An assistant professor at Merrimack College in Massachusetts created a list of “fake news” websites that mixes numerous conservative outlets that routinely publish factual news with those that fabricate stories.
Among the sites listed by Merrimack Assistant Professor Melissa Zimdars are Breitbart, Independent Journal Review (IJR) and The Blaze. Articles from those outlets may require additional scrutiny, but they still produce authentic news reports. Even so, Zimdars includes them alongside objectively fake news websites like abcnews.com.co and MegynKelly.us.
Legitimate, but politically-bent media could suffer major traffic and credibility blows if Facebook’s liberal staff uses anything like Zimdars’ document – titled “False, Misleading, Clickbait-y, and Satirical ‘News’ Sources – as a template for censoring posts.
Facebook’s censorship consideration began primarily after Donald Trump won the presidential election over the favored Hillary Clinton, with critics complaining that fake news shared on the social media site influenced the election results.
The impetus for censorship could especially put pressure on conservative-leaning news and opinion sites. Facebook previously faced criticism that its trending topics were biased against conservative news.
Zimdars also included advice for “analyzing news sources.” She noted, for example, that particularly enraging articles are a sign that a news report is fake, as if factual reporting wouldn’t prompt anger among some readers.
“Some sources not specifically included in this list (although their practices at times may qualify them for addition), such as The Daily Kos, The Huffington Post and Fox News vacillate between providing legitimate, problematic, and/or hyperbolic news coverage, requiring readers and viewers to verify and contextualize information with other sources,” Zimdars wrote.
It’s unclear why Breitbart was included, but The Huffington Post was not. Not all liberal media was spared. Zimdars included left-wing bastions, such as Think Progress and Upworthy.
Additionally, Zimdars suggested verifying media outlets’ legitimacy by checking on Wikipedia or Snopes, though both websites authenticity have also been criticized. Snopes, for example, erroneously deemed that a Daily Caller article was false without citing any facts or contacting the reporter who supposedly invented the story.
Sites absent from the list are also telling. The Drudge Report, for example, was excluded, even though it frequently aggregates articles from some of the sites Zimdars included. (A Drudge parody, DrudgeReport.com.co was listed.)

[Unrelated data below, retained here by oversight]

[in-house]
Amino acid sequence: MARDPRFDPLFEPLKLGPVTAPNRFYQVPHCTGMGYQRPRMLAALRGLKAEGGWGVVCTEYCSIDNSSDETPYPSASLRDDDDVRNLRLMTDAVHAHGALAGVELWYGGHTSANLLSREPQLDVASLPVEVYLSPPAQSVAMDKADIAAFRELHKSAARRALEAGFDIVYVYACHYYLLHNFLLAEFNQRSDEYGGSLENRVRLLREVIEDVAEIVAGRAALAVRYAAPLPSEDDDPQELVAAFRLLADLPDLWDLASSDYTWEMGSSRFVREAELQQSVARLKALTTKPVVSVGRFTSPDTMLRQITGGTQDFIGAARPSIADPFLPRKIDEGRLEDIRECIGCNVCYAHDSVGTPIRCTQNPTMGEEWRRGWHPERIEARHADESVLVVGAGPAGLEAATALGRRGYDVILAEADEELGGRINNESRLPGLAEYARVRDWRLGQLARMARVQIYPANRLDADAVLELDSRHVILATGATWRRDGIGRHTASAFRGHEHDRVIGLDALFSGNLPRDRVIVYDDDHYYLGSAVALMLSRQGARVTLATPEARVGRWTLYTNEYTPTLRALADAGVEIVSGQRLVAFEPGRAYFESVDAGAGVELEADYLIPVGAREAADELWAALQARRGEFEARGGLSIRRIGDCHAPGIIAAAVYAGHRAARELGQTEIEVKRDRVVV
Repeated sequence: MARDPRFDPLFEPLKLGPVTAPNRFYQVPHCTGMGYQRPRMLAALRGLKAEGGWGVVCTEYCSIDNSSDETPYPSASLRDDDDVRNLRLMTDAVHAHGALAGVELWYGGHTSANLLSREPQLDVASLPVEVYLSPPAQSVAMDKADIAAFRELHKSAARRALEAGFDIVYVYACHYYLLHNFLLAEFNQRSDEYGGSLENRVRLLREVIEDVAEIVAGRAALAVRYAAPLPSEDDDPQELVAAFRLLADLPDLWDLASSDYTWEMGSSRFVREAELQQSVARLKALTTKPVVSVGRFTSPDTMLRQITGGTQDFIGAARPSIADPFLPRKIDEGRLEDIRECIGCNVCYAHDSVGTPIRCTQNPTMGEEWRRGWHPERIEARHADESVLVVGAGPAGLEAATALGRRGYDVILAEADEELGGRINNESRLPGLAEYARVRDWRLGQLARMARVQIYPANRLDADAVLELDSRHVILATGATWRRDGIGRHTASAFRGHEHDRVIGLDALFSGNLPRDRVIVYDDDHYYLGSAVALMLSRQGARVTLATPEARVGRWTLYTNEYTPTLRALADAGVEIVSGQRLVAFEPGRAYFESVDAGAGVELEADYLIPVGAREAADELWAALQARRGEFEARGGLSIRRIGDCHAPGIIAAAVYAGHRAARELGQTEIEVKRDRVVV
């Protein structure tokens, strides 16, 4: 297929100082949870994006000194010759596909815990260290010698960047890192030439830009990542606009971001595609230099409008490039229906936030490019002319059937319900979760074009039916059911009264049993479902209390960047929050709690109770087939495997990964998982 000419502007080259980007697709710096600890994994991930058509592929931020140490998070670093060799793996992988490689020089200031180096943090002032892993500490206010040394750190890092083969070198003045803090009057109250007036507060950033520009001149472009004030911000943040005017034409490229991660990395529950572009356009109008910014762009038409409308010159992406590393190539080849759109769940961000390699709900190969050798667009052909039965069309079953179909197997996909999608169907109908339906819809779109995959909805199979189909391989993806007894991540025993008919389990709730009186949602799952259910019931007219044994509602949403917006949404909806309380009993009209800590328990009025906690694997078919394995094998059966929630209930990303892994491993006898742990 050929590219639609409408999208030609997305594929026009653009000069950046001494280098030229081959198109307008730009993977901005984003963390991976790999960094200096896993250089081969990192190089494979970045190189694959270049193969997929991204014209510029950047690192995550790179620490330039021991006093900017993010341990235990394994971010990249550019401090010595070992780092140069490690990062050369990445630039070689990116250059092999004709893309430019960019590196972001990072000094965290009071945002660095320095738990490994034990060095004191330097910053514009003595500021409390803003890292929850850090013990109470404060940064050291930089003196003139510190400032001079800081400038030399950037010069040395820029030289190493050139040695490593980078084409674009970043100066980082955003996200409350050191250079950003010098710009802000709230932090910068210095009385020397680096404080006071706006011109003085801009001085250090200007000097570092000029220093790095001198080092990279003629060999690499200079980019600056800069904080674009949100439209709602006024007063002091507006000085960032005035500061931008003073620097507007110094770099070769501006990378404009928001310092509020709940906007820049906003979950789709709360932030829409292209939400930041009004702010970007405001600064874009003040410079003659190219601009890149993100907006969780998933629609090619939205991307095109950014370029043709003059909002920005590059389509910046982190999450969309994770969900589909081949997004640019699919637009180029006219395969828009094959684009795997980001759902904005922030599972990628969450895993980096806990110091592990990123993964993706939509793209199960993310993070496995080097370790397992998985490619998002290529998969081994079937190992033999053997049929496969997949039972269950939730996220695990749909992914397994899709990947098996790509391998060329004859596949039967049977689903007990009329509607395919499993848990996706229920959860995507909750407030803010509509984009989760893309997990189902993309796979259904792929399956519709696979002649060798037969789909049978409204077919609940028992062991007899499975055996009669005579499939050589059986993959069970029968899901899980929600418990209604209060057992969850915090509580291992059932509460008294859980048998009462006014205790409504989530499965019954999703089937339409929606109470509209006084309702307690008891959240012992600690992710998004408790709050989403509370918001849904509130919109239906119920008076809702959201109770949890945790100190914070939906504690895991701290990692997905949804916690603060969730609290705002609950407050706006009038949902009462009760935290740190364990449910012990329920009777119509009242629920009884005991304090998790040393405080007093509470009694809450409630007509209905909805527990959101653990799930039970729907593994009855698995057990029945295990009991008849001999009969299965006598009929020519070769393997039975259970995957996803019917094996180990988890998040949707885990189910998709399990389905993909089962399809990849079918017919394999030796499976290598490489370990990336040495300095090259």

An article aggregated by Drudge typically causes a significant traffic surge. Drudge’s power and influence in the media world is well-known.
Zimdars also included satire sites, such as The Onion, Click Hole, and the New Yorker’s Borowitz Report, despite satire’s historically proven place serving as political commentary.
The call for satire’s censorship is not without precedent. MAD Magazine – possibly America’s most well-known satire publication at the time – was blacklisted at the height of the Red Scare in the 1950s.
The magazine wasn’t a national security threat by any stretch, but subsequent revelations from intelligence archives following the fall of the Soviet Union made clear that the communist nation had an extended spy network operating in the United States.
Satire “can offer important critical commentary on politics and society, but they are regularly shared as actual/literal news,” Zimdars wrote. She included them on her list because “they have the potential to perpetuate misinformation” and “to make sure anyone who reads a story by The Onion, for example, understands its purpose.”
Banning satire from Facebook would eliminate that commentary.
Zimdars’ document did not advocate directly for Facebook censorship. She notes that the list was created for her students and that the document was in its early stages. The list will likely grow and may see a categorical breakdown.
Zimdars also includes a disclaimer that argues that “not all of these sources are always or inherently problematic” or false, but “they should be considered in conjunction with other news/info sources.”
One tip Zimdars included was especially on point: “It’s always best to read multiple sources of information to get a variety of viewpoints and media frames. Even typically reliable sources, whether mainstream or alternative, corporate or nonprofit, rely on particular media frames to report stories and select stories based on different notions of newsworthiness.”
She added that it is advisable “in our contemporary media environment is to read/watch/listen widely and often, and to be critical of the sources we share and engage with on social media.”
The non-profit Daily Caller News Foundation and its for-profit sister the Daily Caller are notably absent from Zimdars’ list.
Note: This article linked to none of the websites on Zimdars’ list.
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